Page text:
VIRGINIA BEACH — Red Wing Park may be known for its gardens, but it’s grown a reputation as a hotspot for players of the mobile game Pokemon Go, which launched this past month.
“Everyone is playing,” said Jessica Scott, a 24-year-old Navy corpsman who lives near the Oceanfront and recently was playing the game on her phone at the park. “It’s crazy.”
Scott said the game reminded her of her childhood, when Pokemon televisions shows were popular and games were available on other, earlier media. And Red Wing Park, she said, is a popular spot because it has a number of places to gather Pokemon, supplies, hatch “eggs” and interact with other players. Scott walked a path in the park, playing on her phone all the while.
She said she tries to be careful while playing. Elsewhere, she said, “I’ve heard of people walking off of cliffs. It’s going to have to be really erious for me to not notice a cliff.”
Red Wing Park is know for its gardens.
“I hope not,” Scott said.
On a recent visit to Red Wing Park, nearly everyone who wasn’t there for a youth soccer practice was playing this game, part of a genre called augmented reality that uses GPS location data to fuel collection of virtual monsters and player interaction. In some locations, the game has been a problem, and there were some possible issues present at the park.
Some people were observed making laps on a driving path. While they drove slowly — in some cases, extremely slowly — they clearly operated their phones while they drove. In July, city police recommended players get a designated driver rather than playing while driving. A couple of players at the park said driving speeds some functions.
Julie Braley, a spokesperson for the city parks department, said city parks are seeing an increase in traffic due to the game, but she noted that Red Wing Park is already a well-traveled park. She said the game gets people out walking, including families.
Several players were on foot. Raheem Querashi, a 24-year-old student at Tidewater Community College, walked the path at Red Wing Park
“Just walking around catching Pokemon,” he said. “That’s about it.”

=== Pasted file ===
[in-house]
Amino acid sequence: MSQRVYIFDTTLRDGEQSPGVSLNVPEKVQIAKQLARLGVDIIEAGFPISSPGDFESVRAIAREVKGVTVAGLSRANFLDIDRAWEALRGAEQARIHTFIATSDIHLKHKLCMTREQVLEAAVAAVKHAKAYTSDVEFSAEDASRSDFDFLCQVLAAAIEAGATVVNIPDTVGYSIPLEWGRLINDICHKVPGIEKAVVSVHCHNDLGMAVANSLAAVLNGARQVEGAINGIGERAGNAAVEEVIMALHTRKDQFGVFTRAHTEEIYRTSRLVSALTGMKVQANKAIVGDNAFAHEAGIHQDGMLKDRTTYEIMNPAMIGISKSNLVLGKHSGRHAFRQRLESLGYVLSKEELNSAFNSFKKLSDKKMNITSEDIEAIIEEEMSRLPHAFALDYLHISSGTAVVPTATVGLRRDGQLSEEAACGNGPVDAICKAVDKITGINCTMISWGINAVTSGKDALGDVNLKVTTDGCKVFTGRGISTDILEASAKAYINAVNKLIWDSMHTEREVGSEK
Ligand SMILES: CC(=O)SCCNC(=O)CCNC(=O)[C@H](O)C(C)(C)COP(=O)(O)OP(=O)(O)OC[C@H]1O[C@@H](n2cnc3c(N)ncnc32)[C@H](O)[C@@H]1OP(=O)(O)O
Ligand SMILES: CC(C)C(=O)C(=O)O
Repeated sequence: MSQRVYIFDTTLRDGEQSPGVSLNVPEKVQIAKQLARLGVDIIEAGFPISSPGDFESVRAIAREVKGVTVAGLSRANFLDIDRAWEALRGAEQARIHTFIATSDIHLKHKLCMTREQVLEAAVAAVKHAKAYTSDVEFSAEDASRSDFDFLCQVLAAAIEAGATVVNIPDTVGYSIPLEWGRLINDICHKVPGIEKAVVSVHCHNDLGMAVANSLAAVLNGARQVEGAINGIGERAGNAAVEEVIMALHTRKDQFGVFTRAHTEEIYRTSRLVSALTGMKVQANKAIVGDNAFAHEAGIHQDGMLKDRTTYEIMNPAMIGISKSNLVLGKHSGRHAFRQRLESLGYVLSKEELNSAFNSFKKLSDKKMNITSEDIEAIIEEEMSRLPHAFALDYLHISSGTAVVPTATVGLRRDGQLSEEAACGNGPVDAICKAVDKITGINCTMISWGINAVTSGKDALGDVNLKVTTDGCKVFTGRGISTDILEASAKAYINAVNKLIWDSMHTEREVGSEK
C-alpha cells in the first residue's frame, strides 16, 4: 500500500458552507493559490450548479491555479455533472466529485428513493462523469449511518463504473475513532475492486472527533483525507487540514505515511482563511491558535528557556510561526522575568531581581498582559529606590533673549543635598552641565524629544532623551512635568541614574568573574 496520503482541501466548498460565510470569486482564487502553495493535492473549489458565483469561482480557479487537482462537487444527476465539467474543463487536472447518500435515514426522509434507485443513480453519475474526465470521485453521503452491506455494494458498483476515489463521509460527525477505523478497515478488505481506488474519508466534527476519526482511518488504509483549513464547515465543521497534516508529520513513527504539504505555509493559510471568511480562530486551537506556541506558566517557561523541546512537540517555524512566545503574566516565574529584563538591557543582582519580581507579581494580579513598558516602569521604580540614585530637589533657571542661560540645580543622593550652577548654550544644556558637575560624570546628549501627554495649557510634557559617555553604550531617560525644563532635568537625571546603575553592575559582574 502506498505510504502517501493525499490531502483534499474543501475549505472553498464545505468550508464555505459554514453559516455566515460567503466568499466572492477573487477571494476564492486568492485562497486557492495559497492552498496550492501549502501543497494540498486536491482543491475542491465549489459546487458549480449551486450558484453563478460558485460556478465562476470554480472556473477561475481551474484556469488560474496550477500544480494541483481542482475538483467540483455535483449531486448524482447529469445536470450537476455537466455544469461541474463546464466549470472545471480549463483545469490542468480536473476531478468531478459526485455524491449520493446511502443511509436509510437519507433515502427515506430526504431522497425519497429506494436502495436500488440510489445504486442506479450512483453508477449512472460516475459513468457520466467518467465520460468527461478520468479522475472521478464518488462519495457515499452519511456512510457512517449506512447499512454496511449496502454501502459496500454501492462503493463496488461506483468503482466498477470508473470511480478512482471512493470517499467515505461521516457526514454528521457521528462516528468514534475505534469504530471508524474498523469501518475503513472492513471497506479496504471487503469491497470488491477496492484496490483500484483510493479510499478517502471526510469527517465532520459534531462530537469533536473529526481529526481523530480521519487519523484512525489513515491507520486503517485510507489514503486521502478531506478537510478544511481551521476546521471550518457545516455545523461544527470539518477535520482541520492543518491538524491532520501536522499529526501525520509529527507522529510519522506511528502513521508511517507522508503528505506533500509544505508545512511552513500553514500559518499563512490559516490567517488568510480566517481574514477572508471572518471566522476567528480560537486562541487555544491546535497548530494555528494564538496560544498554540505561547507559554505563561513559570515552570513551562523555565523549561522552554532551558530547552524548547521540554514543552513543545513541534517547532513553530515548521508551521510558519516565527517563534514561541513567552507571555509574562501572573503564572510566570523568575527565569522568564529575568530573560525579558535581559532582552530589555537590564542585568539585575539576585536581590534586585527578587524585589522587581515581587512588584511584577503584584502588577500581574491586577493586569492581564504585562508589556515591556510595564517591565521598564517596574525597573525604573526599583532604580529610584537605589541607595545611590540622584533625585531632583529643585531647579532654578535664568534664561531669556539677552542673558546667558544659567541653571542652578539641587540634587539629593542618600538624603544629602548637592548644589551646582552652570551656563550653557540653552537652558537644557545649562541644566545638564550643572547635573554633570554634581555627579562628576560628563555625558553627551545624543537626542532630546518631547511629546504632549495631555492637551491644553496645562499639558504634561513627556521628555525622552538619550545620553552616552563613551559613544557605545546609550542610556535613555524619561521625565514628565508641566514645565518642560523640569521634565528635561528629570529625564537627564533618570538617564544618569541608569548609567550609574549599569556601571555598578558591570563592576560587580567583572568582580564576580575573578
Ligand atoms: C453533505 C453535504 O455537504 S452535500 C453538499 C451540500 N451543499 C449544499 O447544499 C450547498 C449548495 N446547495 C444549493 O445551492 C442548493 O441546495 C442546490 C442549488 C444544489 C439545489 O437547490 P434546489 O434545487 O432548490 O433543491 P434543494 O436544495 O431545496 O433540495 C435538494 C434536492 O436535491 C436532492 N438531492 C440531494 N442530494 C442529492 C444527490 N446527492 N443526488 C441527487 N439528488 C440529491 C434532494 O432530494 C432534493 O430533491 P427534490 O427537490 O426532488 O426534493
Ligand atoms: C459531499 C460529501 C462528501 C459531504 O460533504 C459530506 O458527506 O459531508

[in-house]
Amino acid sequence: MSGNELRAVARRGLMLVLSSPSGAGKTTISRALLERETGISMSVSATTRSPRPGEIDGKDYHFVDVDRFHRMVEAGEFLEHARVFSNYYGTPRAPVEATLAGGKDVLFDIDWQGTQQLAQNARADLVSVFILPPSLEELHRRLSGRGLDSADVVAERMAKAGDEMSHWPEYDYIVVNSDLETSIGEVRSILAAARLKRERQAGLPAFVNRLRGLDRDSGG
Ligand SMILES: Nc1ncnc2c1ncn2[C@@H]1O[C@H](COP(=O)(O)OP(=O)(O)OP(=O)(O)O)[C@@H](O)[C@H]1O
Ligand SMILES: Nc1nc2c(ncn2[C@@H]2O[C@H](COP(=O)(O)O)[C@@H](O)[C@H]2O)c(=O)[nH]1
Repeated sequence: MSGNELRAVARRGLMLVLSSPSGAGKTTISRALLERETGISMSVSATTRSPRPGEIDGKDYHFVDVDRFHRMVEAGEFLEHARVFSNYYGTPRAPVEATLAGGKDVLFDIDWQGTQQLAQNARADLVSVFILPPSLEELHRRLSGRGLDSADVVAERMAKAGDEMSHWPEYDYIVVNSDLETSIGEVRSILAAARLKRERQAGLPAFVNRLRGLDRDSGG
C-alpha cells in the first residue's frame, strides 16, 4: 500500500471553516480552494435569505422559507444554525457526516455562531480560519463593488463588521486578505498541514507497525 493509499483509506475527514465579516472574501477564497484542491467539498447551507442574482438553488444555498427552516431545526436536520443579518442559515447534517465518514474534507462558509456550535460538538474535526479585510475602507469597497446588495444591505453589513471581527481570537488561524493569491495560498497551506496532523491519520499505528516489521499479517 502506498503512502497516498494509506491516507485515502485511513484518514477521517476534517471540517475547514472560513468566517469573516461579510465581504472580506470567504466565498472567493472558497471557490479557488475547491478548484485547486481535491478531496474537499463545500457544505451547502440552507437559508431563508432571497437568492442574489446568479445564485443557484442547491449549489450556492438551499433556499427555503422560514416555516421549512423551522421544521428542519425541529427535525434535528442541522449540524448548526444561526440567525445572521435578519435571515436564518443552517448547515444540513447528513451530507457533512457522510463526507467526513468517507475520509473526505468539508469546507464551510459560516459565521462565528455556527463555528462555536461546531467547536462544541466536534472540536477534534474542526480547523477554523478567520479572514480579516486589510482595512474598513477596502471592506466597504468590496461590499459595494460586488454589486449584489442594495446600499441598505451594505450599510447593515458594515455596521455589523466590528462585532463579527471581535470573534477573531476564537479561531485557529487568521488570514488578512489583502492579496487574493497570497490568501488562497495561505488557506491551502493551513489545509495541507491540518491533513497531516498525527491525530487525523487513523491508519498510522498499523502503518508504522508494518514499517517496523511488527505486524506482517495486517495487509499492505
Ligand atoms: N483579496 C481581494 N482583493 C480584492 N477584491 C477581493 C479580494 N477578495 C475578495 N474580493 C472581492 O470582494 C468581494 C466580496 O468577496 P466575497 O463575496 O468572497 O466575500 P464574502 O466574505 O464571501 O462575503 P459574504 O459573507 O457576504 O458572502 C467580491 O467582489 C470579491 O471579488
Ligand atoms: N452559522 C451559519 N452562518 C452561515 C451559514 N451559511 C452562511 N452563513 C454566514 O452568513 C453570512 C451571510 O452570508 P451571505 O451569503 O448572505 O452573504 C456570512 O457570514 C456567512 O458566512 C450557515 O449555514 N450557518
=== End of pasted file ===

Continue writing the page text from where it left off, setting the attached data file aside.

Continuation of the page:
“Trying to hatch an egg,” said Rahman Querashi, Raheem Querashi’s brother, who also was there with his wife, Heather Querashi, and their two-month-old daughter, Zaara.
“It gives you an incubator,” Raheem Querashi said. “It gives you a certain number of kilometers to walk.”
This hatches the egg.
Heather Querashi said she often came to the park before, but the Querashis, like others players, said the game helps get people moving.
“It gets you out of the house,” Raheem Querashi said.
And there’s nostalgia for Pokemon, too.
“We grew up with this,” he said.
“Pokemon Red,” Heather Querashi said. “Pokemon Blue. Pokemon Yellow.”
“Game Boy,” Raheem Querashi said.
“It’s kind of like jumping into your favorite TV show,” Heather Querashi said.
Marie Gordon of Kempsville said she found the game was a way to get out of the house and move around after a surgery, and she sometimes plays with her family, too. She likes the park because it is open and feels safe.
Another day at Munden Point Park, no players were visible on a hot afternoon, but park aides said people sometimes realize amid a cookout that there are Pokemon to be had.
“This is a nice park,” said Abby Pecor, 27. “We’re kind of out of the way. … It’s a good place to get some peace.”
“We have quite a bit of Pokestops,” said her colleague, Loegan Gersley, 20.
© 2016 Pungo Publishing Co., LLC